Mike Schroer

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since Jun 12, 2013
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Recent posts by Mike Schroer

Dennis,
Goji berries like higher PH.  I finally have a few bushes growing, pretty small but you could probably get a few cuttings to stick if you want to give them a try.
greybeardmike
5 days ago
Dennis,
Since I live about 6 miles from you I have been looking for something similar.  Have you considered the southern bayberry or also known as the southern wax myrtle?  It is a nitrogen fixer and has blooms for the bees and waxy berries for the birds.  The wax on the berries can be collected for scented candles.  But not much in the way for something to eat.  It is evergreen in our area.  I am in my second attempt to start some from seed.  The first attempt was a failure.  I can let you know if my second attempt works.
greybeardmike
5 days ago
Pears seem like the least trouble and thrive the best, unfortunately not my favorite fruit.  Asian pears seem to be less prone to problems.
3 weeks ago
I'm in Lacey's Spring and haven't put anything on mine.  So far (several years) they haven't been hurt.  It couldn't hurt to put a heavy mulch on them.
3 weeks ago
It seems like a body could be placed on a rack or stretcher and then paper mache'd.  Maybe with some seeded bacteria in the paper mache' mix to facilitate decomposition.  The paper mache mix could possibly be mixed of materials to retard or accelerate decomposition.  With the rack or stretcher the body could be respectfully handled and lowered into a grave.  I would think the paper mache would be more environmentally friendly than a casket or basket.
7 months ago
I had access to an abundance of Asian persimmon a year ago and froze many and made a batch of vinegar.  The vinegar turned out great.  Hadn't thought of making a tomato paste/sauce substitute.  As my own trees are just now coming into production I will have to try that.  I have Fuyu, Masomoto Wase Fuyu, Jiro, Maekawa Jiro, Izu, and Suruga varieties.  They are all non-astrigent and are very sweet.  A combination with something else may be required to acquire the tartness of a tomato for the paste or sauce.  They are a perennial tree and the harvest is late in the fall and early winter so making up sauce and paste would be at a less busy time.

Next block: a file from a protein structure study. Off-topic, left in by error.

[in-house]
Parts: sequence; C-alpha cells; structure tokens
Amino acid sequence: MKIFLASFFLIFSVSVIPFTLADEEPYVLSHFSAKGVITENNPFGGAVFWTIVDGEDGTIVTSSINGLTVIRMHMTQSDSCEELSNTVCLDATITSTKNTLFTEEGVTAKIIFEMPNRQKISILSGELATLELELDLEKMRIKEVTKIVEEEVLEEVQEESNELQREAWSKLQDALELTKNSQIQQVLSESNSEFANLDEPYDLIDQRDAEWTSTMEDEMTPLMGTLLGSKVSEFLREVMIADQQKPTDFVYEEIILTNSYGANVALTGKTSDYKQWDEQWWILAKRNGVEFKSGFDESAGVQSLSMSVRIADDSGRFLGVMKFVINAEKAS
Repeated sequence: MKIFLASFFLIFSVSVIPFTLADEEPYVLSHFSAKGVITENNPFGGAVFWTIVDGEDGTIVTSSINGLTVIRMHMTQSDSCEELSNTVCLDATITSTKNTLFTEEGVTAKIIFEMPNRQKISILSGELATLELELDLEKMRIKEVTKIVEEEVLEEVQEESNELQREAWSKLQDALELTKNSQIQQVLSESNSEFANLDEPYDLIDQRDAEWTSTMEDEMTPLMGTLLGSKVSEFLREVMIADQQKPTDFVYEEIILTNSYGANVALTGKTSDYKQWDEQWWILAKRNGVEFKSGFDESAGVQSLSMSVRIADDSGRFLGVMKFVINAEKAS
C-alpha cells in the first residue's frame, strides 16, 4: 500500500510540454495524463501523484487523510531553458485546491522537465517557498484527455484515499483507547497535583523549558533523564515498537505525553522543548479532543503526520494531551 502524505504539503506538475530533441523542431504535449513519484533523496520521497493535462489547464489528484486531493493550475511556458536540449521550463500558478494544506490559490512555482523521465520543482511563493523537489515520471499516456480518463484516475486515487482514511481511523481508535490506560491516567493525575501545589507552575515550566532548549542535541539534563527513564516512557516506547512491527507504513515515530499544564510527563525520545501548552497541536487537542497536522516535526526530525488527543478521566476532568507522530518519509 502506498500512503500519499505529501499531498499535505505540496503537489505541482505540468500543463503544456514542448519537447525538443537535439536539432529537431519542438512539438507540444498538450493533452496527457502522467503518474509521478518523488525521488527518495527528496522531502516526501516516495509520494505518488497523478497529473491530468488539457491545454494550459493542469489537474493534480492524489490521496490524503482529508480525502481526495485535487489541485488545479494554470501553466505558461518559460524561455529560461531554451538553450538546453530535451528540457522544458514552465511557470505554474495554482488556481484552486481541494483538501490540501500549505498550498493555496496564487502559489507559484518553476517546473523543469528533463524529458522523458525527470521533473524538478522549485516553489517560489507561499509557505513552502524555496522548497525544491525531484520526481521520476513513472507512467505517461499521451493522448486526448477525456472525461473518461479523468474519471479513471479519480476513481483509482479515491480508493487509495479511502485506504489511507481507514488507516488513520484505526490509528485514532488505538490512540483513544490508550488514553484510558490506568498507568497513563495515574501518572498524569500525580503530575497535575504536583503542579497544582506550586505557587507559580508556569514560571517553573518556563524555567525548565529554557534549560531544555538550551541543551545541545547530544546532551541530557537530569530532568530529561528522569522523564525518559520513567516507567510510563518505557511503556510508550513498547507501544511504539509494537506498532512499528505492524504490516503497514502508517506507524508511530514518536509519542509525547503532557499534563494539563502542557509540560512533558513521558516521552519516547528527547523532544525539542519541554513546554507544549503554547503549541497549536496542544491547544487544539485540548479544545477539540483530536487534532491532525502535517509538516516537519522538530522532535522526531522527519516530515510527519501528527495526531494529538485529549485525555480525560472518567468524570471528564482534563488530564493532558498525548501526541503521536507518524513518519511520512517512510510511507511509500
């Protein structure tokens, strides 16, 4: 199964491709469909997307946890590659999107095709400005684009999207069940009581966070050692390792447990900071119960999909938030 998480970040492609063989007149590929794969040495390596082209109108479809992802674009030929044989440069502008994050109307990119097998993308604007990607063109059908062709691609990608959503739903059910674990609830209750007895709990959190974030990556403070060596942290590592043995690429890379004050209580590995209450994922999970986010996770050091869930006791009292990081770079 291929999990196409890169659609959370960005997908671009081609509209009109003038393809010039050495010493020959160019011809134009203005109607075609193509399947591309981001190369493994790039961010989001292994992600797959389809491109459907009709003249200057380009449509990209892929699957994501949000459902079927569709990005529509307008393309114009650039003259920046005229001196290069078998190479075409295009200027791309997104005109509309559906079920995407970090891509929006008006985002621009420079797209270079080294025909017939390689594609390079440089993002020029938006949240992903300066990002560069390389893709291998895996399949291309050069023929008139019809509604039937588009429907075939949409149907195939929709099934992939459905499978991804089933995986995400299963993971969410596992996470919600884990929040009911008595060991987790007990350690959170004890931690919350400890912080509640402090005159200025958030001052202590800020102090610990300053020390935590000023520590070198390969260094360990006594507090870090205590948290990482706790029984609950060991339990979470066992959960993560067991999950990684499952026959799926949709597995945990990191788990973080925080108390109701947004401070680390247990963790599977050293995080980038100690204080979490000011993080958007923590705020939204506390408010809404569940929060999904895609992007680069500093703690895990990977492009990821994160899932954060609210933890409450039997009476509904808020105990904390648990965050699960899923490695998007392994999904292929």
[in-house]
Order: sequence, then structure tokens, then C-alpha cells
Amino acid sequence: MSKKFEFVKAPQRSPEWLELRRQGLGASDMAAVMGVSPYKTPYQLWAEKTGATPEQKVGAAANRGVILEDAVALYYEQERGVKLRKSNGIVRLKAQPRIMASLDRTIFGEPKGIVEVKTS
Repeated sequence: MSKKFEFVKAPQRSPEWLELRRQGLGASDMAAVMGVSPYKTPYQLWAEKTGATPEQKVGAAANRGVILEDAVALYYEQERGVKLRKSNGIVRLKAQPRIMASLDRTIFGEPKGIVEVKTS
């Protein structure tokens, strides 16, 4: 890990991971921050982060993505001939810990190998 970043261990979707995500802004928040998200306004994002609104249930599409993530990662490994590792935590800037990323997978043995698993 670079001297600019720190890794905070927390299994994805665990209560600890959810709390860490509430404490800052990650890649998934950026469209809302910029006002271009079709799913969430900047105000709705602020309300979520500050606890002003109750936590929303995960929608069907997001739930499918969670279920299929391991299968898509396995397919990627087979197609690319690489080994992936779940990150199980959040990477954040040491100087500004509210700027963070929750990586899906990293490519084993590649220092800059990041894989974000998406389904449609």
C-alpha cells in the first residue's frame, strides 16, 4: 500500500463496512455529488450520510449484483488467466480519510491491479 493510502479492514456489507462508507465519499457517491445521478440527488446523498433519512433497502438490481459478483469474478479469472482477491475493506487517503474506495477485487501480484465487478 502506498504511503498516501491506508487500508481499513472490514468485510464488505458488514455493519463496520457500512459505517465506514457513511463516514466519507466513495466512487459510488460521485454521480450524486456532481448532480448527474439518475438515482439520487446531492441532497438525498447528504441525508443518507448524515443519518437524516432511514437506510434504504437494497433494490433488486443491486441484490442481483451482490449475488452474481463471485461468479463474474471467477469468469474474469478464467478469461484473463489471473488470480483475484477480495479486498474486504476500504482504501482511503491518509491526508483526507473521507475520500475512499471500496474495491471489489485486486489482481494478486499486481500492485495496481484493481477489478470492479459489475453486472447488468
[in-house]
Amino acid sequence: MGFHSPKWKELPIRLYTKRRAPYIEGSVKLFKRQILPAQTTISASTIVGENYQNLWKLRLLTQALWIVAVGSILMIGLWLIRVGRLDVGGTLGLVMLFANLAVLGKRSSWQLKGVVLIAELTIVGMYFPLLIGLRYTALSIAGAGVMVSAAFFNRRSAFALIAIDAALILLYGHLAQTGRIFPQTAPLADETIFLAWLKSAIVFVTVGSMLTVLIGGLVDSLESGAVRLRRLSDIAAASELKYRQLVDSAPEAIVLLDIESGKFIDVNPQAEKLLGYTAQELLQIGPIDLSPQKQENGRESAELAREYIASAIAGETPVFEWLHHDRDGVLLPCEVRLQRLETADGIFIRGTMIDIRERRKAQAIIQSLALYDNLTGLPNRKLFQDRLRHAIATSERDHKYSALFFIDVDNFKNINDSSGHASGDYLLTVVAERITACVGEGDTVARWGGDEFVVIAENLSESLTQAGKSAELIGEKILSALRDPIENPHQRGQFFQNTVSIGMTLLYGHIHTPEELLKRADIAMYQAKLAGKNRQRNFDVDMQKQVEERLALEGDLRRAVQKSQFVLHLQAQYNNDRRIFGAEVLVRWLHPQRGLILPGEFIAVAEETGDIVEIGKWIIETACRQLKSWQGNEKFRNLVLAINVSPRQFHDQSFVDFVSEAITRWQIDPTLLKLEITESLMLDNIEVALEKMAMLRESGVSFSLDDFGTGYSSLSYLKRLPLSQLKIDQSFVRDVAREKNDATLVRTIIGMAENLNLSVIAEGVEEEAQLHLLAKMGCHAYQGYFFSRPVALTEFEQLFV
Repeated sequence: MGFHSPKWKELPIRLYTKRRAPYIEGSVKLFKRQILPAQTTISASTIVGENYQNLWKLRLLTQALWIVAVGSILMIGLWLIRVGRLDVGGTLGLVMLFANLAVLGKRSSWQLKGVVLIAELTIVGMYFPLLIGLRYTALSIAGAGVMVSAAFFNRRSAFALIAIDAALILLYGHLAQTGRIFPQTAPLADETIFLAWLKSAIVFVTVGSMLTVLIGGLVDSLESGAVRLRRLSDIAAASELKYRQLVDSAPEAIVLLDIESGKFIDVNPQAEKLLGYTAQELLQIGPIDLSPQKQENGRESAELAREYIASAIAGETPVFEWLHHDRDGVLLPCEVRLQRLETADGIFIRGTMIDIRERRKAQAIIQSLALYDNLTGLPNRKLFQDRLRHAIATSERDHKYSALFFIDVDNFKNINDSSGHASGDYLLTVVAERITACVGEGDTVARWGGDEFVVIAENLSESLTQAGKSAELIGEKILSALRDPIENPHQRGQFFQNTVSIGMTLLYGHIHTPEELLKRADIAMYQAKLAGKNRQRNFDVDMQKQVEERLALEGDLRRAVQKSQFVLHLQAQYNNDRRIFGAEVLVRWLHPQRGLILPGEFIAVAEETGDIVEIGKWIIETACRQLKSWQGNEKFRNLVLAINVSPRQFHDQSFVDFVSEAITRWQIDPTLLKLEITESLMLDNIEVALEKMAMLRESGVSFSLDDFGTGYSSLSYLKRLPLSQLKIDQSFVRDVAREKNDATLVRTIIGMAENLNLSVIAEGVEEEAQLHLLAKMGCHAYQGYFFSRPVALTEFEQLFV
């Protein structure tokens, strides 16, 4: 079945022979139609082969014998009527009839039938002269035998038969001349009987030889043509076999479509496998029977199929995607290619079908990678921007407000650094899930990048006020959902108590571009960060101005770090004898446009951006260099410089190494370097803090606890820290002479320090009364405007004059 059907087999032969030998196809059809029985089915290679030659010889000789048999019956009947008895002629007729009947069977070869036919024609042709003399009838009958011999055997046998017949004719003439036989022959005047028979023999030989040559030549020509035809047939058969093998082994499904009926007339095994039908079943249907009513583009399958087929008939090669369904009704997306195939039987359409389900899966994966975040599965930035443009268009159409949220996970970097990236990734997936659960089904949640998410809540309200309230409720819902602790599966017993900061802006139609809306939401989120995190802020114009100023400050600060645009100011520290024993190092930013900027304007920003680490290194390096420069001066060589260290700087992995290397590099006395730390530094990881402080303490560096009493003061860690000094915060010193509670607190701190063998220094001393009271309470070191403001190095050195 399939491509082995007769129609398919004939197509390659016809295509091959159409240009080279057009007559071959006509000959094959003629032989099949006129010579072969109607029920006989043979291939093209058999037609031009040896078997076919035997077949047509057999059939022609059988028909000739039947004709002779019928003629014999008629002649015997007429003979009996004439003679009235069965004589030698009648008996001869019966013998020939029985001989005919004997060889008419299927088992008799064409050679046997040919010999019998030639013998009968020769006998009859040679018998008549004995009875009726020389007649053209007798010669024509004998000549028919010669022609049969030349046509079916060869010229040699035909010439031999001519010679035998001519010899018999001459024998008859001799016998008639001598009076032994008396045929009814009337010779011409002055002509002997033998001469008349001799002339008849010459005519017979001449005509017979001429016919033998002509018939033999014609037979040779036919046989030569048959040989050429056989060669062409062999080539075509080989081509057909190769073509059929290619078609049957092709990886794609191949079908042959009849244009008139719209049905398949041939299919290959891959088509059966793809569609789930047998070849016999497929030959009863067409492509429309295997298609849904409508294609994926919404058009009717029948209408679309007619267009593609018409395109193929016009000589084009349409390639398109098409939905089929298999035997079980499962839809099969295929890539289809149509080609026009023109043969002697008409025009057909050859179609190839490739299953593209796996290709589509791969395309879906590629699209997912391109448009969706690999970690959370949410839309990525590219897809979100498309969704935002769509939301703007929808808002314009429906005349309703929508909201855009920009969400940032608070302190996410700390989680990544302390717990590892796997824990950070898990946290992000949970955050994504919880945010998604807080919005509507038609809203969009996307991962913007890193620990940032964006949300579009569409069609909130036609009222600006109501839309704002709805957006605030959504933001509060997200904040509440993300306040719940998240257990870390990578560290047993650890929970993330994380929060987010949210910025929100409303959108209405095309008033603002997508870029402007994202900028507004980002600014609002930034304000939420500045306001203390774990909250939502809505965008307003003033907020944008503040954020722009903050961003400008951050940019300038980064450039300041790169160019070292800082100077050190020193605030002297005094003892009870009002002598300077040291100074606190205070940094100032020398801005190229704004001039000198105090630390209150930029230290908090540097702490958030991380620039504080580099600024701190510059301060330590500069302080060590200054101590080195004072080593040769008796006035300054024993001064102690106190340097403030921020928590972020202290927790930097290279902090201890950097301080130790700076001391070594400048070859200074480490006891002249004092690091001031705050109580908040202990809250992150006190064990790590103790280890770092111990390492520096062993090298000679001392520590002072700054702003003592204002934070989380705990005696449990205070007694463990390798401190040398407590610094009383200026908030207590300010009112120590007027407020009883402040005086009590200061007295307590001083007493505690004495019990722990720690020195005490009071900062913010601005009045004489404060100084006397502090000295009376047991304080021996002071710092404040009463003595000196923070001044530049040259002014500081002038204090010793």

9 months ago
My experience with persimmons is in conflict one of the posts.  I dig up a lot of persimmons and I don't find big taproots.  I find extremely long roots running great distances from the trees and putting up suckers at many places.  Are you seeing volunteer root suckers coming up in your garden?  I graft Asian persimmons onto many of my persimmon saplings here in zone 7.  If you cut your persimmon trees off you will probably get a sapling come up that you could graft onto.  The Asian persimmons don't get near the size of the native persimmons.  The other thing to consider is the history of the soil.  Top soil in a mature forest is not very deep.  Most of the biomass is in the tree canopy.  A savanna with a mix of trees and grass will have much deeper top soil.  Your hard concrete soil may have been in a mature forest while the other areas not to far away may have been a savanna and have much more topsoil.  Mulch and cover crops is what it will take to build that soil.
1 year ago
I have a Sundance apple that is in really bad soil, heavy clay and doesn't drain well in the winter, and it still does pretty well against the rust.  It is a patented variety so that will restrict your propagation options.
1 year ago
I have seen this happen with transplants and have a theory for it.  Granted it is a theory and I have nothing to back it up except observations.  I think the plants respond to transplant shock by putting on fruit to propagate themselves before they die from the shock they are suffering.  I have seen these same transplants not bear fruit again for years when they are fully established.  Some of these transplants I have thought would never bear again but eventually do if all their requirements are being met.
1 year ago
I have considered doing something similar for an earth bermed earthbag house.  My reason for insulation on the outside is to control condensation on the inside of the walls.  I haven't figured out what type of insulation to use nor what outside finish to use.  With some really good insulation on the outside and a good passive solar gain design you may be able to capture nearly all the heat you need for your mild climate in the thermal mass of the walls.
1 year ago